Monday, November 05, 2007

Electoral Parties Have Little to Offer to Working People

Election campaigns lack substance, track records in office unimpressive for all mainstream parties.

On October 10th, about half of eligible voters will go to elect a new provincial government and possibly a new way of electing people. While it is still unclear what the likely outcome will be, there are some conclusions that we can draw already: 1) almost half of the people in the province do not have enough conidence on the political system to take time out to go vote and 2) given that recent history shows little difference between the Conservatives (who governed in the late 1990’s), the Liberals (the current government) and the NDP (who governed in the early 1990’s) this a reasonable choice to make.

Nonetheless, BASICS wants to encourage working people to grill anyone who comes to their door with questions about what their party will do for our communities, why they didn’t do these before when they were in government, and why should we trust them now?

Afordable Housing:
The Harris government made their contempt for poor people very clear with deep cuts to desperately needed social programs. Social housing funded and run by the provincial government was then passed down to the City’s and without any funds to run them. This is how Toronto Community Housing was formed. The result – a severe decline in the maintenance and upkeep of units and a reduction of rent-geared-to-income (RGI) units available, relative to those who need it.

Once again, the Liberals ran on a platform of reversing all of this. However, they have not taken responsibility for funding social housing and hence, in Toronto alone there are some $500 million needed in order to bring units up to decent standards.

Wages and Jobs:
This spring the issue of wages momentarily gathered some attention as some unions initiated a campaign to have the minimum wage raised to $10/ per hour from $8/ per hour. The Liberals and Conservatives both oppose increasing the minimum wage right now, largely because they are ‘concerned about the impact on business’ – which means they are speaking on behalf of the sector which funds their campaigns and lines their pockets. The NDP for their part moved a Bill that would have seen the minimum wage increase to $10 / hour, a very good step but far from something that would give a living wage to the more than 1 million workers in Ontario earning a minimum wage.

Class sizes and resources for schools have been a major issue since in Ontario schools the days of the NDP Rae government. These problems were exacerbated by the Mike Harris Conservative government who instituted massive cuts leading to strikes, large class sizes and a tangible reduction in the quality of education provided to children of working class families. Dalton McGuinty and the Liberals promised to reversed these cuts but have left schools without the money they need. McGuinty and crew have also increased tuition fees for University and College education, just as Harris and Rae did.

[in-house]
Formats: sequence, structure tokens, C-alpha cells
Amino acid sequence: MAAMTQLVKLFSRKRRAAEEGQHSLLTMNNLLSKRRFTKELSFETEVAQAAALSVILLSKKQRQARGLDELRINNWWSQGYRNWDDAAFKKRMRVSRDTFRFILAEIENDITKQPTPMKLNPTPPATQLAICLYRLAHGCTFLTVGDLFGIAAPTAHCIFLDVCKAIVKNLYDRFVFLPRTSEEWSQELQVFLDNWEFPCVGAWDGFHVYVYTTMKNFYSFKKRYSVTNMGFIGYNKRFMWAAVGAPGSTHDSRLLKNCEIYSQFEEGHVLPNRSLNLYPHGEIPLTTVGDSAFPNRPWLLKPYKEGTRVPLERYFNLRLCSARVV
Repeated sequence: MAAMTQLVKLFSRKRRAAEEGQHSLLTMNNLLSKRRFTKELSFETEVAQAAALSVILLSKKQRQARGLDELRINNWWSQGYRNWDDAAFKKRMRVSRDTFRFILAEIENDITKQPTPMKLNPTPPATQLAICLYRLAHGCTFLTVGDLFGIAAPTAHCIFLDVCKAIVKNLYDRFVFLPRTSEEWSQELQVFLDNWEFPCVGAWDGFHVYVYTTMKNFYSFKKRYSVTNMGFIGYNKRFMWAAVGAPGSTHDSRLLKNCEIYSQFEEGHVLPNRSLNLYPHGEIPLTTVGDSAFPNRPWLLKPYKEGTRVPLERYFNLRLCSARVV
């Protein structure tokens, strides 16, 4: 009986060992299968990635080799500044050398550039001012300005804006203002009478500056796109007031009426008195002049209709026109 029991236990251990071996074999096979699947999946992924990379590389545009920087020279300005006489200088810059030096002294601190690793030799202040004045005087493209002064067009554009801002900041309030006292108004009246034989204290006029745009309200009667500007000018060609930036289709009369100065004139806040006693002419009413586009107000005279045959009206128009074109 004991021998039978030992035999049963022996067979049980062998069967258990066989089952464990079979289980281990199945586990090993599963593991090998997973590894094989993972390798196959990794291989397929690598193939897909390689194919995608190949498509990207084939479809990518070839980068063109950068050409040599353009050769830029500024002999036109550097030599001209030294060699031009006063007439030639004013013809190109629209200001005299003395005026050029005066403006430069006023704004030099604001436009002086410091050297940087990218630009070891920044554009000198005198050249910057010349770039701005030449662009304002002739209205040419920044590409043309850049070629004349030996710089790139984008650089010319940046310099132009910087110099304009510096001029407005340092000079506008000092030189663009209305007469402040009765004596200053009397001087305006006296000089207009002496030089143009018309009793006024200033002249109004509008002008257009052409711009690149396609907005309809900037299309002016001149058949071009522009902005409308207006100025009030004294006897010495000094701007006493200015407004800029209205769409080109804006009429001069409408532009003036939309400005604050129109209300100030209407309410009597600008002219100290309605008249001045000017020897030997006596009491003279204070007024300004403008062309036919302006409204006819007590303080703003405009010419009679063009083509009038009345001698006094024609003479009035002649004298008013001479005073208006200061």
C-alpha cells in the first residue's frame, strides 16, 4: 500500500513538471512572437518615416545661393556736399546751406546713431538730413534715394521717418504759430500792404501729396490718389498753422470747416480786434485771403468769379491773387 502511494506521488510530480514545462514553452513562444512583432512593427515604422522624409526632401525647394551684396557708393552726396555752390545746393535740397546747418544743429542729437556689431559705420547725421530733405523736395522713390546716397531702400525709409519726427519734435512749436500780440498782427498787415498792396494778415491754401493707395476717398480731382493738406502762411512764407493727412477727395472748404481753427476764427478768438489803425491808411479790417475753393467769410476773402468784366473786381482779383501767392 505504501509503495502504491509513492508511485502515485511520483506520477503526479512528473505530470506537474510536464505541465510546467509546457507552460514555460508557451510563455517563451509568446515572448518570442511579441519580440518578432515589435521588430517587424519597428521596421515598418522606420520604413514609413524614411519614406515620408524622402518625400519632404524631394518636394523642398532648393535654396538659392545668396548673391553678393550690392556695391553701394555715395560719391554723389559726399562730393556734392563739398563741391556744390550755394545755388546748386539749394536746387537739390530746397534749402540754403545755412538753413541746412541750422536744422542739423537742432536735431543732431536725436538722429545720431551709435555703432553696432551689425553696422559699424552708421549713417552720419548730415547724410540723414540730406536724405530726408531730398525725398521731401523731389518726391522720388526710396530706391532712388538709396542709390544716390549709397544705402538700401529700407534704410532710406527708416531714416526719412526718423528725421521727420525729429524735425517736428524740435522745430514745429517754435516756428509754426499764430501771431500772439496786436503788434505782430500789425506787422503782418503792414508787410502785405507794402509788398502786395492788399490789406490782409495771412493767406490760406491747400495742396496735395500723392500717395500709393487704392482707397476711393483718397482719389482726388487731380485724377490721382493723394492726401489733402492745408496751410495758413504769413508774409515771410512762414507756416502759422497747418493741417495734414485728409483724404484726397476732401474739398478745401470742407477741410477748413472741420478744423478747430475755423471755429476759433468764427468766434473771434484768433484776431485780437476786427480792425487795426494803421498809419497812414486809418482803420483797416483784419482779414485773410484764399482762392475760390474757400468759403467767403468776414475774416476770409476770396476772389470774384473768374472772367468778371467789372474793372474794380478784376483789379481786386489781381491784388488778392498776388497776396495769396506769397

Social Assistance:
During Mike Harris’s time as Premier, social assistance was slashed by 22%, using the rationale that poor people are lazy and need to be forced to work. Under his leadership the Conservatives also introduced a workfare program called Ontario Works, entrapping those who require social assistance into working in menial jobs that provide little to no skills or training. Parents in the workfare program are forced out of their homes and are left no afordable options to access child care for their children.

Despite their promises during the last provincial election, Dalton McGuinty’s Liberals have done little to improve upon the wreckage to social assistance programs left behind by the Conservatives. McGuinty said he would make sure that welfare rates would rise at the same rate as inlation, but this promise was broken. Social assistance has only been increased by 2%. This still leaves families in need of support with 20% less funding than 12 years ago. Add
to this the Liberal’s elimination of the Special Diet program, the addition of the Ontario Health Premium, and the stagnation of minimum wage rates, and the poor have seen a massive 40%
loss in real income under the last two provincial governments.

The NDP’s platform for this election remains silent on the issue of social assistance, focusing once again on pleasing richer members of the working class and showing a lack of willingness to take the concerns of the majority of working people seriously.